Acridity Instead of Accuracy: the Notorious Vinegar Bible, Elaborately Gilt In Contemporary Bindings and with Fore-Edge Paintings, the Wardington Copy


(Oxford: John Baskett, Clarendon Press, 1717, 1716 [New Testament]). 516 x 310 mm. (20 3/8 x 12 3/8"). Two volumes.

STATELY NEAR-CONTEMPORARY BLACK MOROCCO, covers with gilt frame built up from a dog-tooth roll and various tools including crossed scepters, crowns, trophy tools, circles, suns, and stars, spines gilt in compartments, fleuron centerpieces formed by crown and trophy tools enclosed by a lozenge of small dot and star tools, flourished volute cornerpieces, gilt-rolled turn-ins, marbled endpapers, all edges gilt. EACH VOLUME WITH A FORE-EDGE PAINTING DEPICTING THE ARMS OF CROWE IMPALING THOSE OF STRODE with flowers and butterflies on either side (each volume with 20th century repairs at bottom of joints and lower corners and just perhaps--but only perhaps--at other places along the joints). Additional engraved general title by Du-Bose depicting Moses writing the first words of Genesis, engraved historiated initials at the beginning of each book, large engraved vignettes on title pages, and 60 large (taking up a quarter-page) engraved vignettes of biblical scenes as head- or tailpieces. Text in double columns, ruled in red throughout. With "A Brief Concordance or Table to the Bible" (London: D. Leach for R. Ware, 1726) inlaid to size and bound at the end of volume II. Front pastedowns with engraved armorial bookplate of 18th century owner John Arden (d. 1787), title page of volume I and first page of volume II (opening of the book of Isaiah) with his ink signature at head; front flyleaf of volume II with ink inscription of J. Allen, Trin[ity] Coll[ege] Camb[ridge], with later note before and after signature that this book was "The gift of . . . to John Arden of Harden, Cheshire"; rear pastedowns with bookplate of Lord Wardington. Herbert 942A. ◆First volume with small tear at head of front joint and with thin six-inch crack at tail of rear joint, volume II with similar crack to rear joint, other minor signs of wear to the leather, but very handsome volumes with bright gilt and nothing approaching a significant condition issue externally. Text with three short tears of no consequence, both volumes with occasional spotting and browning (noticeable, without being severe, on last leaf of volume I and several gatherings of volume II), otherwise only trivial defects internally, with clean and fresh leaves throughout. An excellent set with distinguished provenance and featuring the uncommonly seen fore-edge paintings.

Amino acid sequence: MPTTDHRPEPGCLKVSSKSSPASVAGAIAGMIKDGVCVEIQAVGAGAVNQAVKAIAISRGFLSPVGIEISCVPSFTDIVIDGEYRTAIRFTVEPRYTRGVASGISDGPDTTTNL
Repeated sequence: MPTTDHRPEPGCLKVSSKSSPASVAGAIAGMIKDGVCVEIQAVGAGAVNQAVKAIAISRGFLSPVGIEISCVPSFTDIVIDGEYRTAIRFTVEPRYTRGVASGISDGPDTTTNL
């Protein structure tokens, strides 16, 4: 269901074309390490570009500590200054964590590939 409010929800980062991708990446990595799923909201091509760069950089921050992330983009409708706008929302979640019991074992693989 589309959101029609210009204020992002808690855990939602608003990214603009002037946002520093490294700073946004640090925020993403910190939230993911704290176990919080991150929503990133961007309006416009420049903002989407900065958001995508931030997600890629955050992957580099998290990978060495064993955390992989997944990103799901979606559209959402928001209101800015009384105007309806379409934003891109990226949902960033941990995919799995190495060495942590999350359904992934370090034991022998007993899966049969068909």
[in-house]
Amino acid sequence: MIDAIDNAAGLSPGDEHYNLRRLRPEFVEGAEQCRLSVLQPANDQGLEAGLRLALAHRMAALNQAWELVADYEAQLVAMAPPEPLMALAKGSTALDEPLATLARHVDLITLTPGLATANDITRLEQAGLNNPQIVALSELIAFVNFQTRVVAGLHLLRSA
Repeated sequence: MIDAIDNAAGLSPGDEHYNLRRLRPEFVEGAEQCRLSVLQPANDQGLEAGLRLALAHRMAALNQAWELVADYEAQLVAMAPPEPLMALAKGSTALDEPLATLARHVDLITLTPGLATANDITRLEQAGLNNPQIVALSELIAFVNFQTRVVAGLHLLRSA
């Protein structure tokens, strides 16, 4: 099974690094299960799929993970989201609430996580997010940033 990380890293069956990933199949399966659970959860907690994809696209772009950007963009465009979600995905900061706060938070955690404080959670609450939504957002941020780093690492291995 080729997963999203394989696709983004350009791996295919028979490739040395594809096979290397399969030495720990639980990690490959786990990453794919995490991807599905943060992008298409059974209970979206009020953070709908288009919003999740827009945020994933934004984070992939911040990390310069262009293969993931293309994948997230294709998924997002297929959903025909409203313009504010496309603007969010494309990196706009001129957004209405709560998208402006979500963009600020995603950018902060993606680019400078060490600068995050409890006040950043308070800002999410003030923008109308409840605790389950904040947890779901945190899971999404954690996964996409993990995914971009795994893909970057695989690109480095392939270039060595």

This is a handsomely bound copy of the Baskett edition of the King James Bible, one of the most celebrated English Bibles printed after 1611, known both for its beauty and for a rather endearing mistake. Herbert justifiably calls this "a magnificent edition," but makes it clear that the plates and typographic beauty of the edition are more impressive than its textual accuracy. Because of the book's many misprints, the printer was said to have produced a "Baskett-ful of Errors," and the most famous of these gives the edition its nickname: in the headline above Luke 20, instead of "The parable of the vineyard," the typesetters mistakenly produced "The parable of the vinegar." Accuracy aside, the most special aspect of the book's beauty resides in the 60 very large and memorably attractive engraved headpieces and tailpieces featuring biblical scenes. Perhaps not until the massive Macklin Bible of 1800-16 does one see decoration of this sort to be any better in works of English Scripture. John Baskett purchased a royal patent to print Bibles from the executors of Thomas Newcomb and Henry Hills, and his name began appearing with theirs on Bibles in 1710. Baskett was jealous of his privilege, and won a suit against Scottish printer James Watson, who had dared to sell his Bibles in England. (He did not win a similar suit against the University of Cambridge.) Baskett died in 1742, and the business was at first carried on by his sons Thomas and Robert. After 1744, however, only the name of Thomas appears; he continued printing Bibles until 1769. This set was very handsomely bound and decorated with heraldic fore-edge paintings that likely celebrate a marriage between the Crowe and Strode families of England. The books were later in the remarkable collection begun by the British banker John William Beaumont Pease, 1st Baron Wardington (1869-1950), and continued by his son Christopher Henry ("Bic") Beaumont Pease, 2nd Lord Wardington (1924-2005). Sotheby’s disposed of the collections in four auctions held in 2005-06 that brought in £17,309,862 ($31,698,481). This was a record for any related group of book sales in London.

Price: $19,500.00